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Fire Risk - Frequently Asked Questions

A formal fire risk assessment is needed for all non-domestic premises

Is a fire risk assessment a legal requirement?

Yes, in England and Wales, Regulation 3 of the Management of Health and Safety at Work Regulations 1999, make it a legal requirement for every employer and self-employed person to make an assessment of the health and safety risks arising out of their work.

The Management of Health and Safety at Work Regulations 1999 applies to all work activities. It requires that:

  1. an adequate number of competent persons must be appointed to assist them to comply with their obligations under health and safety legislation
  2. must assess the risks to the health and safety of persons arising out of or in connection with the conduct by him of his undertaking. The significant findings of the risk assessment must be recorded where the responsible person employs 5 or more persons.
  3. must take the preventive and protective measures and the measures to comply with the law identified by the risk assessments.
    must take appropriate arrangements for the effective planning, organisation, control, monitoring and review of the preventive and protective measures.
  4. must provide their employees and employers and employees working in property under their control with specified health and safety information.

See http://www.legislation.gov.uk/uksi/1999/3242/pdfs/uksi_19993242_en.pdf for further information.

What is a fire risk assessment?

A fire risk assessment is aimed at satisfying the requirements of RRO and its objective will primarily be the life safety of the occupants of the building. It must be recorded if you have a total of five or more employees.

It is a structured and thorough assessment of the fire risk within the property and the surrounding areas where there is an impact on other properties and organisations. It considers who may be especially at risk; how to eliminate or reduce the risk from fire as far as is reasonably practical and provide general fire precautions to deal with any risk. It addresses what additional measures are required to ensure fire safety where flammable or explosive materials are used or stored.

It involves a physical inspection of the property that enables the responsible person to determine the adequacy of the existing fire precautions and the need for, and nature of any additional fire precautions that may be required. A review of fire safety management within in the property/organisation will be undertaken and, where appropriate, create an emergency plan.

Who should carry out the risk assessment?

The RRO allows for a competent person to carry out an assessment. A competent person will need to be able to demonstrate that they are an appropriately qualified individual with suitable training, knowledge and experience. This competent person can be you, an employee or an external individual/company.

If you use an external individual/company to conduct your fire risk assessment, that you will be responsible for, you should satisfy yourself that they are suitably competent and qualified to conduct the risk assessment.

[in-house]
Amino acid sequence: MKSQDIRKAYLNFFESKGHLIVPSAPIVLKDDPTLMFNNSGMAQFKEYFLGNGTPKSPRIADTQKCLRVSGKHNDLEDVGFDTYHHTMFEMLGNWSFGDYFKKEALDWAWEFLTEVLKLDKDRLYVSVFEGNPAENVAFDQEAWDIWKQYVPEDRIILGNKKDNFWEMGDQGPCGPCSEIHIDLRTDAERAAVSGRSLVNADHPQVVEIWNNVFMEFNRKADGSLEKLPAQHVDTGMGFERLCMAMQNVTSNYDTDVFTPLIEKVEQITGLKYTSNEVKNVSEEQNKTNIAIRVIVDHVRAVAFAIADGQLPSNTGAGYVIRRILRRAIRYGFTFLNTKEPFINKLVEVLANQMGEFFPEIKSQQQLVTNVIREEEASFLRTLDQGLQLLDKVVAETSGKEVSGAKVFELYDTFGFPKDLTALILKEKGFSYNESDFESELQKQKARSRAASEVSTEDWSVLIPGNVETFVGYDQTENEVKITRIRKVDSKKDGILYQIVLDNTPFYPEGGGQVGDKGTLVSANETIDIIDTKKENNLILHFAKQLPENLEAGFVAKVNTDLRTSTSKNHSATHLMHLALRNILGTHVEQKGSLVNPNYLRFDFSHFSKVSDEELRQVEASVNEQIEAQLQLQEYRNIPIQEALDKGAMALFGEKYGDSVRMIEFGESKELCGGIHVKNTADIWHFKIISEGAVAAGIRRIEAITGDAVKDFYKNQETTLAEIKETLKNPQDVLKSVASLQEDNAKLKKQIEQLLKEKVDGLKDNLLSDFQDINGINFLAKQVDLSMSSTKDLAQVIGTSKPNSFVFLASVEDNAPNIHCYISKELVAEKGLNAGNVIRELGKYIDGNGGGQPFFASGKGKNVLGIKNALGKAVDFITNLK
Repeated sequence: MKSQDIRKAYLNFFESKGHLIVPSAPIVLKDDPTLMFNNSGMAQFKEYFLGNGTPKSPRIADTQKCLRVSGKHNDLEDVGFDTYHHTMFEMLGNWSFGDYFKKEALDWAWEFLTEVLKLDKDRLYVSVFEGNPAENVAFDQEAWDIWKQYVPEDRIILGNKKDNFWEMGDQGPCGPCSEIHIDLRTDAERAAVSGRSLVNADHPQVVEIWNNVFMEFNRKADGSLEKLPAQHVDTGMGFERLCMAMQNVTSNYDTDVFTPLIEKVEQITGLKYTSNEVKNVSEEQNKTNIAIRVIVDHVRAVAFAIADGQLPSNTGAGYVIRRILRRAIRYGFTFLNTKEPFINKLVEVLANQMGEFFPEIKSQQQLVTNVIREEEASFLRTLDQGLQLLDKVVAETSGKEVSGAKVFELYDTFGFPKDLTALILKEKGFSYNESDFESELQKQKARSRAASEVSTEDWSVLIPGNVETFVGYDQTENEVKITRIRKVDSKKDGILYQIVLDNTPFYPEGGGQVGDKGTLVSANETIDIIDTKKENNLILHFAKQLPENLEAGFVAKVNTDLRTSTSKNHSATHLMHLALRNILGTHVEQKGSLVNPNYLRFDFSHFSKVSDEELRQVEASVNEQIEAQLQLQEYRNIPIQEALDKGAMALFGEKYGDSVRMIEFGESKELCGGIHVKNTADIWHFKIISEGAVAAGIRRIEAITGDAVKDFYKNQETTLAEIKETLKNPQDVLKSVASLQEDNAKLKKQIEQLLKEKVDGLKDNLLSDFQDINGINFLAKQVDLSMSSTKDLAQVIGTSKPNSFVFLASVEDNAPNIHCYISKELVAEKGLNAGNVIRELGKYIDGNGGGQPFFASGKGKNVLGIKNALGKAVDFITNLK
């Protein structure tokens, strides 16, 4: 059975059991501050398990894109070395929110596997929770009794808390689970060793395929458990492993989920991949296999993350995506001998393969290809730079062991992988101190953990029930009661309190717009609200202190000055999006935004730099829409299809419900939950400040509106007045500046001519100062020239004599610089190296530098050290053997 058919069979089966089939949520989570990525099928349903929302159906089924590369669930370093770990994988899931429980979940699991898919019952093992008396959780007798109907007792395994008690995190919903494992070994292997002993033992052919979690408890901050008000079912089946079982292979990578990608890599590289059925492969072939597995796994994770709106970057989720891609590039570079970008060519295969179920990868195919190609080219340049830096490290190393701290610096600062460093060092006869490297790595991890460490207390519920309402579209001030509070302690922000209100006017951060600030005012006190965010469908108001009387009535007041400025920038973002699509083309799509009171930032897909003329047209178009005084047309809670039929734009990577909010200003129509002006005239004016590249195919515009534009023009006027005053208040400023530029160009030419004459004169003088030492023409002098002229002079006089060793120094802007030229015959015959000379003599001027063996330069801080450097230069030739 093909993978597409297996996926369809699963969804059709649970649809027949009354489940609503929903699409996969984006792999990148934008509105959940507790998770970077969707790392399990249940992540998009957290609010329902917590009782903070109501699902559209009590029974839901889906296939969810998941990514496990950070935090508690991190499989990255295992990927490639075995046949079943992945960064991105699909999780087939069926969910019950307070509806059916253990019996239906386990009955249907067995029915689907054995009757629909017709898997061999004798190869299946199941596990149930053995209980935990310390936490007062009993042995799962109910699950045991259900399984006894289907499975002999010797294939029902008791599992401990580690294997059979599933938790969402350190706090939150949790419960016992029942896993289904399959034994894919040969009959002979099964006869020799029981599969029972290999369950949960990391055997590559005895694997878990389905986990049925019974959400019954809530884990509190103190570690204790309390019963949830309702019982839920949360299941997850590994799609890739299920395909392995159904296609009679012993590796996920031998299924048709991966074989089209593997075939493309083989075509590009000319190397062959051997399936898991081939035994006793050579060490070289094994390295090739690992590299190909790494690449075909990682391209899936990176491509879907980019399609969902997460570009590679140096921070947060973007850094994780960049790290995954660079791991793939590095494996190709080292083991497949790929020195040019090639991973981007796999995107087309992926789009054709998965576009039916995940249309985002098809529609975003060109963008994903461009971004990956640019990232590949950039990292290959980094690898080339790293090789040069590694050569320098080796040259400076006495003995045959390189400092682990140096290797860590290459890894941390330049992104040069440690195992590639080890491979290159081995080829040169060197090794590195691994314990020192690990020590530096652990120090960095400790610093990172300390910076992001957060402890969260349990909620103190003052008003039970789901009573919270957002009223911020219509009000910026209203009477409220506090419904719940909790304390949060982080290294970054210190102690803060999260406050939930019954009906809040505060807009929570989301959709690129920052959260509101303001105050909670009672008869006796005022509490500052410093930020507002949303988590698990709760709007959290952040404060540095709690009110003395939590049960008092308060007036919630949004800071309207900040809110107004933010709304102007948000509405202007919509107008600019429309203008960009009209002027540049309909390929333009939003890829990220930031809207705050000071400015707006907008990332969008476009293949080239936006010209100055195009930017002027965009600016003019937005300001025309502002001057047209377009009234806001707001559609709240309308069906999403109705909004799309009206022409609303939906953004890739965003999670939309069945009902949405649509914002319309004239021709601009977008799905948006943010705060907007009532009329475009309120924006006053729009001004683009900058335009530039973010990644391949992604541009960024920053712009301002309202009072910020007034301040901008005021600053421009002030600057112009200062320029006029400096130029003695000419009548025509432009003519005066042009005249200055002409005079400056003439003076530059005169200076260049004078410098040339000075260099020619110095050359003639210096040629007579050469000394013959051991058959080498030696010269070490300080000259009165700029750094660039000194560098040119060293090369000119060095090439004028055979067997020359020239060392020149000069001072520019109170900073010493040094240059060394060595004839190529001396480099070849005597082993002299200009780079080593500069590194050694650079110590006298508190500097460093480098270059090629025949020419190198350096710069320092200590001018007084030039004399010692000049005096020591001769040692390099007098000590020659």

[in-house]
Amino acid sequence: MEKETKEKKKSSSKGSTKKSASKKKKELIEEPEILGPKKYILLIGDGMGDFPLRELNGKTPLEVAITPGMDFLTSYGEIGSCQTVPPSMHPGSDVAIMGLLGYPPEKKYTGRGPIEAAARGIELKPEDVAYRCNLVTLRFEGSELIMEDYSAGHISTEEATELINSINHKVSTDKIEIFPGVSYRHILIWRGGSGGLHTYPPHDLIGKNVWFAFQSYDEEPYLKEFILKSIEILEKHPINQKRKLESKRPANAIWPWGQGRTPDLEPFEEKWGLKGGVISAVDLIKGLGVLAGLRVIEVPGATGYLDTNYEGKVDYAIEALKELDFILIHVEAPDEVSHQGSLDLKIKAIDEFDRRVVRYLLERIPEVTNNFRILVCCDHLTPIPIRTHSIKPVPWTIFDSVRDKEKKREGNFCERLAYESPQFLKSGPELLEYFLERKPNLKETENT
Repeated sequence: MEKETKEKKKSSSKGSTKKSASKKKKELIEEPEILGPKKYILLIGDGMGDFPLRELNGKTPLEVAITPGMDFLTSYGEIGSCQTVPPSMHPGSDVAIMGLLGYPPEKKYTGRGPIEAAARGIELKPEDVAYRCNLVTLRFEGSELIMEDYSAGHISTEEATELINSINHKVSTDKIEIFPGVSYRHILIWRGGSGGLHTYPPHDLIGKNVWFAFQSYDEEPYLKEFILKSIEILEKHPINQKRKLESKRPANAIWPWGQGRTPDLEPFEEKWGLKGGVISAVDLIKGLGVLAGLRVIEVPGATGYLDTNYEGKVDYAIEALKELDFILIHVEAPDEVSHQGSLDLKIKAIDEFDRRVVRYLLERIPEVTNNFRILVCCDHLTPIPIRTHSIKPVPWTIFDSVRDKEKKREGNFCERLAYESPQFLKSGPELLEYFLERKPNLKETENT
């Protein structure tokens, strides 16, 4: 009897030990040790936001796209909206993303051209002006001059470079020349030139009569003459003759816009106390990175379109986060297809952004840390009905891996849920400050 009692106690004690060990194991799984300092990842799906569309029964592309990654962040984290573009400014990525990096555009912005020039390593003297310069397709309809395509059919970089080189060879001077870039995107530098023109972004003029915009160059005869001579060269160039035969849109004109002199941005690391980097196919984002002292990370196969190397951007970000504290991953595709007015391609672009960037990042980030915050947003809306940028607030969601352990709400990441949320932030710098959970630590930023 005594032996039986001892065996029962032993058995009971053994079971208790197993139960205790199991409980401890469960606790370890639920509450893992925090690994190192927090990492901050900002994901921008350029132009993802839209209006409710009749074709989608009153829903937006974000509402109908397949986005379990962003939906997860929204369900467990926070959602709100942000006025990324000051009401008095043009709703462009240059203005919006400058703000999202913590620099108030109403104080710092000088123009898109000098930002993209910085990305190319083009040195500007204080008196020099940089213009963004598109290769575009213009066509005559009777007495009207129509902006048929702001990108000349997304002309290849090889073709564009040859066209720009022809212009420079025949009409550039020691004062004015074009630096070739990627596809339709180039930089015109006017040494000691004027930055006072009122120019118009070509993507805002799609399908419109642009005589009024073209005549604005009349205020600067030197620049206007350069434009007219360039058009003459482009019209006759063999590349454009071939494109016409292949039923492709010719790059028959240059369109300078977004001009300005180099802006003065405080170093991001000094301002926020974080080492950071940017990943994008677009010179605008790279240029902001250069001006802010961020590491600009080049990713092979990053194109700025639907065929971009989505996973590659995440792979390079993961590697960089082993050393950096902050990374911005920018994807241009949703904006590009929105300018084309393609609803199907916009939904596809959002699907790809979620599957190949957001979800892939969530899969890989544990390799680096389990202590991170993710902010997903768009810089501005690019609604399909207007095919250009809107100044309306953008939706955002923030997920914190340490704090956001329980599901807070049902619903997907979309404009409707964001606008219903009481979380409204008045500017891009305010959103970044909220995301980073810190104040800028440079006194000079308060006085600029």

When should a fire risk assessment be reviewed?

The Responsible Person should undertake a regular review of the fire risk assessment. There is no set definition of regularly, however annually is generally accepted as best practice. The review should be undertaken at the review date indicated in the report, or earlier if there are reasons to suspect that it is no longer valid, e.g.

  • Issue of an Enforcement Notice;
  • Arson, near miss or fire;
  • Any changes in legislation;
  • Any extensions or conversions;
  • Any change of use of the premises, special, technical and organisational measures, or organisation of the work being undertaken within the property undergoes significant changes.

Where any changes to an assessment are required as a result of any such review, the Responsible Person must ensure these changes are undertaken.

Who is the 'responsible person'?

In relation to a workplace, this is the employer, if the workplace is to any extent under his control or the person who has control of the premises (as occupier or otherwise) in connection with the carrying on by him of a trade, business or other undertaking (for profit or not); or the owner, where the person in control of the premises does not have control in connection with the carrying on by that person of a trade, business or other undertaking.

Where two or more responsible persons share, or have duties in respect of, premises (whether on a temporary or a permanent basis) each such person must co-operate with the other responsible person concerned so far as is necessary to enable them to comply with the requirements and prohibitions imposed on them by or under the RRO;

They must take into account the nature of his activities and take all reasonable steps to co-ordinate the measures they take to comply with the requirements and prohibitions imposed on him by or under the RRO, with the measures the other responsible persons are taking to comply with the requirements and prohibitions imposed on them by the RRO.

How does The Housing Act 2004 apply to me?

The Housing Act 2004 includes the requirement for local authorities to review housing conditions within their area with a view to identifying any action that may need to be taken about those conditions under the provisions contained within the Act.